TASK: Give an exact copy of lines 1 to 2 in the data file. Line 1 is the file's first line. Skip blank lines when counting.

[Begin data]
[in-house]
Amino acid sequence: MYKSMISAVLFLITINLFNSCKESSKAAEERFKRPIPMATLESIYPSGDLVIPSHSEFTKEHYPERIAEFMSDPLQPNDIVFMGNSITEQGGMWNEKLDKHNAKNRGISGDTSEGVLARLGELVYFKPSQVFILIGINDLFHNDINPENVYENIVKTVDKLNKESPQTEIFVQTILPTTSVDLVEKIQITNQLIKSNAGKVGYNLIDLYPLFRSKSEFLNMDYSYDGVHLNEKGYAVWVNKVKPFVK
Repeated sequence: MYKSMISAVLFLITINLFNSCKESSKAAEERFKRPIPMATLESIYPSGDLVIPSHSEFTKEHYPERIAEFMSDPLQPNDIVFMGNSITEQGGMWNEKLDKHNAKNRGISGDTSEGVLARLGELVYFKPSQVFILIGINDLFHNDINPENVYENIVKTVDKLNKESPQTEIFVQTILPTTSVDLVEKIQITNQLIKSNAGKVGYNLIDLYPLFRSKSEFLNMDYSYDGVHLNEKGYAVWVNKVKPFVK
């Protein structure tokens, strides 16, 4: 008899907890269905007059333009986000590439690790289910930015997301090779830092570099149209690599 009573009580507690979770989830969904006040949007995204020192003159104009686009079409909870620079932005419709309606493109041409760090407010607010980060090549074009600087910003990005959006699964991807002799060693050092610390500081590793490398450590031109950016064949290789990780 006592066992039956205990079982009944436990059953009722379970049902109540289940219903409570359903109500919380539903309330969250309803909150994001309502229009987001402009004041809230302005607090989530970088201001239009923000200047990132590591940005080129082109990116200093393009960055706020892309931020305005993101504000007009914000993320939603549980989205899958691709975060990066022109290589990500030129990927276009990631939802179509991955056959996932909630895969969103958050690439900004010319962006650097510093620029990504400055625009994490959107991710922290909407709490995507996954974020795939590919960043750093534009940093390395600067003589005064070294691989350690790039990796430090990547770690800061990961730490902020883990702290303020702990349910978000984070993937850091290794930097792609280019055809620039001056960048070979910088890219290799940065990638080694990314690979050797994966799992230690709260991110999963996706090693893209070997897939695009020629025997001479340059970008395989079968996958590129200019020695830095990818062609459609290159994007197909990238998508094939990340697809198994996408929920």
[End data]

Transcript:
[in-house]
Amino acid sequence: MYKSMISAVLFLITINLFNSCKESSKAAEERFKRPIPMATLESIYPSGDLVIPSHSEFTKEHYPERIAEFMSDPLQPNDIVFMGNSITEQGGMWNEKLDKHNAKNRGISGDTSEGVLARLGELVYFKPSQVFILIGINDLFHNDINPENVYENIVKTVDKLNKESPQTEIFVQTILPTTSVDLVEKIQITNQLIKSNAGKVGYNLIDLYPLFRSKSEFLNMDYSYDGVHLNEKGYAVWVNKVKPFVK